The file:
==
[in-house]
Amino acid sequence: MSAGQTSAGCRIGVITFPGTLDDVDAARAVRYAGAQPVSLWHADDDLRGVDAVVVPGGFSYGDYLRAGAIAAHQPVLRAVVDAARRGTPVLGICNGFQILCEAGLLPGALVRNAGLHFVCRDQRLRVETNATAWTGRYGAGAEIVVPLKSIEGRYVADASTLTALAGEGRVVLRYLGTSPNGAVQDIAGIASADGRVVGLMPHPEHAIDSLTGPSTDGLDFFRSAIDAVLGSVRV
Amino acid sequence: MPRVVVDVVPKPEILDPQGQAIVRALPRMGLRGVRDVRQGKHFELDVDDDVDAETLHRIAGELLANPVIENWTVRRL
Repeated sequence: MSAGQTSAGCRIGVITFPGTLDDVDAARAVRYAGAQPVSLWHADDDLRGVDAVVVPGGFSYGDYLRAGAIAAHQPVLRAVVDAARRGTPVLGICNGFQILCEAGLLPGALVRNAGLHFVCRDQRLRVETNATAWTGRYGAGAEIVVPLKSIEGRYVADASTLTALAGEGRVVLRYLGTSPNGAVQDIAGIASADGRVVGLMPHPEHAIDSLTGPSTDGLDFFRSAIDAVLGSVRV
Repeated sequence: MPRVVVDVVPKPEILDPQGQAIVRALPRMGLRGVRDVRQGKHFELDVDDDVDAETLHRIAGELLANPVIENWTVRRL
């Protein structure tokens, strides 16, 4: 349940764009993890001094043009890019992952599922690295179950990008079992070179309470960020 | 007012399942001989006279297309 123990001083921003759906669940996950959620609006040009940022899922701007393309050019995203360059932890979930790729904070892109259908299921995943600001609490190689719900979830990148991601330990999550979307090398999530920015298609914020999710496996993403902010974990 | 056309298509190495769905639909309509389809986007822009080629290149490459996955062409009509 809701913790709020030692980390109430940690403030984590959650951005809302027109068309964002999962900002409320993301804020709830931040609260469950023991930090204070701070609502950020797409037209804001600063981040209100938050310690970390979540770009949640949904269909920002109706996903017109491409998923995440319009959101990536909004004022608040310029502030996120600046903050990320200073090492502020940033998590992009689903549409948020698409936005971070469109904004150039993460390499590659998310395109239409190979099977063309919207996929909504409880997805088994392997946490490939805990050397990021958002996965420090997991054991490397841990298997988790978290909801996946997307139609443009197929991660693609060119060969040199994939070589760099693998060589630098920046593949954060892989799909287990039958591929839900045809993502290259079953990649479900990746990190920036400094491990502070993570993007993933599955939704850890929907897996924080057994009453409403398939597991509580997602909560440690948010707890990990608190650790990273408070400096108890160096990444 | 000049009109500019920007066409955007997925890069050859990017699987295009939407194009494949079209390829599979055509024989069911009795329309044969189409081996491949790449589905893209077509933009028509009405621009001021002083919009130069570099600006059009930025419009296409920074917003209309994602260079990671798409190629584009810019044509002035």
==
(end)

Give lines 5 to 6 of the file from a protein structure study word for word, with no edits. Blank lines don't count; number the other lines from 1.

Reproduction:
Repeated sequence: MPRVVVDVVPKPEILDPQGQAIVRALPRMGLRGVRDVRQGKHFELDVDDDVDAETLHRIAGELLANPVIENWTVRRL
């Protein structure tokens, strides 16, 4: 349940764009993890001094043009890019992952599922690295179950990008079992070179309470960020 | 007012399942001989006279297309 123990001083921003759906669940996950959620609006040009940022899922701007393309050019995203360059932890979930790729904070892109259908299921995943600001609490190689719900979830990148991601330990999550979307090398999530920015298609914020999710496996993403902010974990 | 056309298509190495769905639909309509389809986007822009080629290149490459996955062409009509 809701913790709020030692980390109430940690403030984590959650951005809302027109068309964002999962900002409320993301804020709830931040609260469950023991930090204070701070609502950020797409037209804001600063981040209100938050310690970390979540770009949640949904269909920002109706996903017109491409998923995440319009959101990536909004004022608040310029502030996120600046903050990320200073090492502020940033998590992009689903549409948020698409936005971070469109904004150039993460390499590659998310395109239409190979099977063309919207996929909504409880997805088994392997946490490939805990050397990021958002996965420090997991054991490397841990298997988790978290909801996946997307139609443009197929991660693609060119060969040199994939070589760099693998060589630098920046593949954060892989799909287990039958591929839900045809993502290259079953990649479900990746990190920036400094491990502070993570993007993933599955939704850890929907897996924080057994009453409403398939597991509580997602909560440690948010707890990990608190650790990273408070400096108890160096990444 | 000049009109500019920007066409955007997925890069050859990017699987295009939407194009494949079209390829599979055509024989069911009795329309044969189409081996491949790449589905893209077509933009028509009405621009001021002083919009130069570099600006059009930025419009296409920074917003209309994602260079990671798409190629584009810019044509002035």